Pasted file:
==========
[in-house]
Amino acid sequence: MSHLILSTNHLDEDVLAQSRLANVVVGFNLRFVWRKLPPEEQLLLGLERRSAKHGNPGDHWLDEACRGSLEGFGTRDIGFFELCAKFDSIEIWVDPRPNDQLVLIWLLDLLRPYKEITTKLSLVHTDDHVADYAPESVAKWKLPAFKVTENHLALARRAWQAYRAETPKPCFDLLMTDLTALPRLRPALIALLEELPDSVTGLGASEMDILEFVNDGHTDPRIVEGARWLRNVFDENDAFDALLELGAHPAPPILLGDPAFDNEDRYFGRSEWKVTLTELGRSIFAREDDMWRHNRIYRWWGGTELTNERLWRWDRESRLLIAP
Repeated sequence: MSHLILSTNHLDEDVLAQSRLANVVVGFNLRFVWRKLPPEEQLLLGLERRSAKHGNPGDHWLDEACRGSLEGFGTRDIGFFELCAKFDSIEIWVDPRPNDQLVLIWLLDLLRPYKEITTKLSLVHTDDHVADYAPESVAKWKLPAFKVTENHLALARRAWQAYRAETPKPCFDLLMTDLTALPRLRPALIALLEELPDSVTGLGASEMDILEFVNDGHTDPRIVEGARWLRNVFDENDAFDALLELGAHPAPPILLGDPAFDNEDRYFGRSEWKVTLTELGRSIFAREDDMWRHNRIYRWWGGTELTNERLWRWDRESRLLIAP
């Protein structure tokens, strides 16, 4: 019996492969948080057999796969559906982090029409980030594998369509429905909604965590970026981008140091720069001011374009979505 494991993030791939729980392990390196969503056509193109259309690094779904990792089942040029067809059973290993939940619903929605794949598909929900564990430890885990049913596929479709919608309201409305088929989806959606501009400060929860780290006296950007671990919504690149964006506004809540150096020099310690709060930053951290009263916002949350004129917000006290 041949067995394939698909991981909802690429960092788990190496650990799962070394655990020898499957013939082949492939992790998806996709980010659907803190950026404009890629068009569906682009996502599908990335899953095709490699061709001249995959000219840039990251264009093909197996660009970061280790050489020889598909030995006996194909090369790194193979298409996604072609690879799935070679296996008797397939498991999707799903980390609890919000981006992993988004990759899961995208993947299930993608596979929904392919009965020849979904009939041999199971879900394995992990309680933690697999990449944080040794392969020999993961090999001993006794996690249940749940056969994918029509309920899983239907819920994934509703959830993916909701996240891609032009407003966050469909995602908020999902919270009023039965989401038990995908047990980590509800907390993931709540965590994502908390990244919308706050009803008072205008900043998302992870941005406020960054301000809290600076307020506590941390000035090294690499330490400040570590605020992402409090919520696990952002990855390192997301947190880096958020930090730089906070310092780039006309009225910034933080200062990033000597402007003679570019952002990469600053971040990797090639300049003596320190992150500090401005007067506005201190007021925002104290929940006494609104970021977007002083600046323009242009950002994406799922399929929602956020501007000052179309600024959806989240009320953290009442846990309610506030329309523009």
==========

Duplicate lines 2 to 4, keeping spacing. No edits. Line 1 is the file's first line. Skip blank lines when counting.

Amino acid sequence: MSHLILSTNHLDEDVLAQSRLANVVVGFNLRFVWRKLPPEEQLLLGLERRSAKHGNPGDHWLDEACRGSLEGFGTRDIGFFELCAKFDSIEIWVDPRPNDQLVLIWLLDLLRPYKEITTKLSLVHTDDHVADYAPESVAKWKLPAFKVTENHLALARRAWQAYRAETPKPCFDLLMTDLTALPRLRPALIALLEELPDSVTGLGASEMDILEFVNDGHTDPRIVEGARWLRNVFDENDAFDALLELGAHPAPPILLGDPAFDNEDRYFGRSEWKVTLTELGRSIFAREDDMWRHNRIYRWWGGTELTNERLWRWDRESRLLIAP
Repeated sequence: MSHLILSTNHLDEDVLAQSRLANVVVGFNLRFVWRKLPPEEQLLLGLERRSAKHGNPGDHWLDEACRGSLEGFGTRDIGFFELCAKFDSIEIWVDPRPNDQLVLIWLLDLLRPYKEITTKLSLVHTDDHVADYAPESVAKWKLPAFKVTENHLALARRAWQAYRAETPKPCFDLLMTDLTALPRLRPALIALLEELPDSVTGLGASEMDILEFVNDGHTDPRIVEGARWLRNVFDENDAFDALLELGAHPAPPILLGDPAFDNEDRYFGRSEWKVTLTELGRSIFAREDDMWRHNRIYRWWGGTELTNERLWRWDRESRLLIAP
């Protein structure tokens, strides 16, 4: 019996492969948080057999796969559906982090029409980030594998369509429905909604965590970026981008140091720069001011374009979505 494991993030791939729980392990390196969503056509193109259309690094779904990792089942040029067809059973290993939940619903929605794949598909929900564990430890885990049913596929479709919608309201409305088929989806959606501009400060929860780290006296950007671990919504690149964006506004809540150096020099310690709060930053951290009263916002949350004129917000006290 041949067995394939698909991981909802690429960092788990190496650990799962070394655990020898499957013939082949492939992790998806996709980010659907803190950026404009890629068009569906682009996502599908990335899953095709490699061709001249995959000219840039990251264009093909197996660009970061280790050489020889598909030995006996194909090369790194193979298409996604072609690879799935070679296996008797397939498991999707799903980390609890919000981006992993988004990759899961995208993947299930993608596979929904392919009965020849979904009939041999199971879900394995992990309680933690697999990449944080040794392969020999993961090999001993006794996690249940749940056969994918029509309920899983239907819920994934509703959830993916909701996240891609032009407003966050469909995602908020999902919270009023039965989401038990995908047990980590509800907390993931709540965590994502908390990244919308706050009803008072205008900043998302992870941005406020960054301000809290600076307020506590941390000035090294690499330490400040570590605020992402409090919520696990952002990855390192997301947190880096958020930090730089906070310092780039006309009225910034933080200062990033000597402007003679570019952002990469600053971040990797090639300049003596320190992150500090401005007067506005201190007021925002104290929940006494609104970021977007002083600046323009242009950002994406799922399929929602956020501007000052179309600024959806989240009320953290009442846990309610506030329309523009």